I'm washing and disinfecting my clubs, balls, tees, ball marker and divot repair tool at the end of each round. It was an easy routine to implement.

I designated a container of disinfectant wipes for golf club use only, and I wipe my grips at the end of the round. It's not a big thing, but if I'm willing to clean my club heads at the end of my round, why wouldn't I also be willing to disinfect the grips?

I put a small dish on the kitchen counter, right beside the sink. When I get home I empty my pockets into the dish, and then I wash everything that was in my pocket, including the change I collected from Bingo, Bango, Bungo. That means, of course, that I've also washed my hands!

Will these behavior modifications work? Will I protect myself from COVID-19? Only time will tell. But it's worth noting I'm playing golf without fear or worry, confident that I've done what I can do to ensure my personal health and the health of my playing partners.

Friday, July 26, 2019

The Evian Championship - Cut Day Agonies

Paula Creamer didn't miss the Evian Championship cut, but for her that back nine 5-hole disaster has probably ended her hope for an 8th Solheim Cup appearance.

Paula Creamer brought memories of past glory and dreams of future ones to the Evian Championship first tee on Thursday. She finished with a flourish and slept on the overnight lead. It was a heady beginning to her 13th Evian start for the 2005 Evian Masters champion.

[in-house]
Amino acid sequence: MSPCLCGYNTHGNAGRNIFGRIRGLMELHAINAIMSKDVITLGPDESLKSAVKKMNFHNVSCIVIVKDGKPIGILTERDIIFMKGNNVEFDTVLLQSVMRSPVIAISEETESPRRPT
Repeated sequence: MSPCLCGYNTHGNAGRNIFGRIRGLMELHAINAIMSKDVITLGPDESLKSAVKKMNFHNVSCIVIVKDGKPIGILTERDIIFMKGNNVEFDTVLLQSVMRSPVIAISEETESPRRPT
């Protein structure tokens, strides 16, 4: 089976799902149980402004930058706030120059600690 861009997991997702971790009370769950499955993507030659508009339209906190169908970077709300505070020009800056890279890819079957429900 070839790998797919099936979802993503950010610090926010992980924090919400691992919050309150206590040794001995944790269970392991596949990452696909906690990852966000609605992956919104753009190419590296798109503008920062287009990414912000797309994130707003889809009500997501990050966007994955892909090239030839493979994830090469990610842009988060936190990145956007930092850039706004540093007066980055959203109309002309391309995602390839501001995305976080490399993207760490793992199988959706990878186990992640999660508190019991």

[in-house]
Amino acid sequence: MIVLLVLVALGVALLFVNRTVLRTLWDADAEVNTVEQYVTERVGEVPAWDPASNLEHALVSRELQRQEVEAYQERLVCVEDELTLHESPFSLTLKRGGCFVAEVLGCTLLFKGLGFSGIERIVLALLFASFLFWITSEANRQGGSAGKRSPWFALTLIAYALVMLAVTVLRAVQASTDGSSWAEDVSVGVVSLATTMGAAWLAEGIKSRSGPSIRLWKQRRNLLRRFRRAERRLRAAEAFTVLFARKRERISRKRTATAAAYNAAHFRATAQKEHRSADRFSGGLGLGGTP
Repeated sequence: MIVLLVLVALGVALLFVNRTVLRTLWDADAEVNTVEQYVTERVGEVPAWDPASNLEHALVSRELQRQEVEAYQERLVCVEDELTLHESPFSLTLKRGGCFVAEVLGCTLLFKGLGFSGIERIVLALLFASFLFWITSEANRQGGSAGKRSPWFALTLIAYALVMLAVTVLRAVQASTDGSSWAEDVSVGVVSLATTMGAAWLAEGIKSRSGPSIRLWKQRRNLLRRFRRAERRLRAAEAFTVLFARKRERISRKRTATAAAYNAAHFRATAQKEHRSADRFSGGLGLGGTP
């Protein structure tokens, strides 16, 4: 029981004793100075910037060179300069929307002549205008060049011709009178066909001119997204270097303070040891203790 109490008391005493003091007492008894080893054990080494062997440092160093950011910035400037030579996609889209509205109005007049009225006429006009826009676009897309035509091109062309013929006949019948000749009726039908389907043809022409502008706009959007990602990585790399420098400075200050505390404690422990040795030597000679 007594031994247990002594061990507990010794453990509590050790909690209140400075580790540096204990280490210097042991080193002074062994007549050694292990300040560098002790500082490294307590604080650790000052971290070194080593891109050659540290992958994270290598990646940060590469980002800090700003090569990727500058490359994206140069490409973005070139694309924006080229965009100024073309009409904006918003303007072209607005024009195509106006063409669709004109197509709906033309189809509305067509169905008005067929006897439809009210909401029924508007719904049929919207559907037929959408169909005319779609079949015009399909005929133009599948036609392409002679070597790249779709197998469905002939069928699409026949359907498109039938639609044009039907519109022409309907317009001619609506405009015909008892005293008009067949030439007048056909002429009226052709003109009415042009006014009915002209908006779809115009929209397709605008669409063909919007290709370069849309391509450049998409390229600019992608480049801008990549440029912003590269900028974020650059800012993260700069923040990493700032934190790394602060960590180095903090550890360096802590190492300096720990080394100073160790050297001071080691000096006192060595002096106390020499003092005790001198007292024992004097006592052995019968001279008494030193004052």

Coming in to the season's 4th major championship, Creamer certainly looked up to the Evian challenge.  Top-10 finishes at the Shoprite in June and at the Dow Great Lakes Bay last week seemed to signal Creamer was coming into form after those missed cuts at the US Women's Open and the Women's PGA Championship.

Last week she had teamed up with Morgan Pressel for the inaugural Dow Great Lakes Bay Invitational and the duo reprised some of their finest Solheim Cup play as they glided around the Midland Country Club track with the finesse and panache of veteran athletes. Captain Inkster watched their performance with as much interest as I did.

We all know Paula Creamer brings guts and grit to the tee. There's no question about her determination and her competitive juices. But Creamer hasn't hoisted a trophy since 2014. It's been a long dry spell. She's struggled - with injuries, with a flagging game, with personal distractions.  But a new, open-stance putting style seemed to be curing some of her on-course problems and her irrepressible persistence gave me reason to be hopefully optimistic that she would forge a path to Gleneagles.